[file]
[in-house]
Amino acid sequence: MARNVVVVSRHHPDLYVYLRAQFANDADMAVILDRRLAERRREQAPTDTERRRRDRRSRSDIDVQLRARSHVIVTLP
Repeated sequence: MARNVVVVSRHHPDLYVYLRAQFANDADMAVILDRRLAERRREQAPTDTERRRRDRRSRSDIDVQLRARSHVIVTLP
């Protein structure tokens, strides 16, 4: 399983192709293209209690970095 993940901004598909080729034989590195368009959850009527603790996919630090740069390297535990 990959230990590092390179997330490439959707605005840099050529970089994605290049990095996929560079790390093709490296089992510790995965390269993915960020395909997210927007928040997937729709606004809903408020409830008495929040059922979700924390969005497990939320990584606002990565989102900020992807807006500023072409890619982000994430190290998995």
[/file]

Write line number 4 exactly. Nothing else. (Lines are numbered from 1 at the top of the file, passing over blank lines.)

């Protein structure tokens, strides 16, 4: 399983192709293209209690970095 993940901004598909080729034989590195368009959850009527603790996919630090740069390297535990 990959230990590092390179997330490439959707605005840099050529970089994605290049990095996929560079790390093709490296089992510790995965390269993915960020395909997210927007928040997937729709606004809903408020409830008495929040059922979700924390969005497990939320990584606002990565989102900020992807807006500023072409890619982000994430190290998995």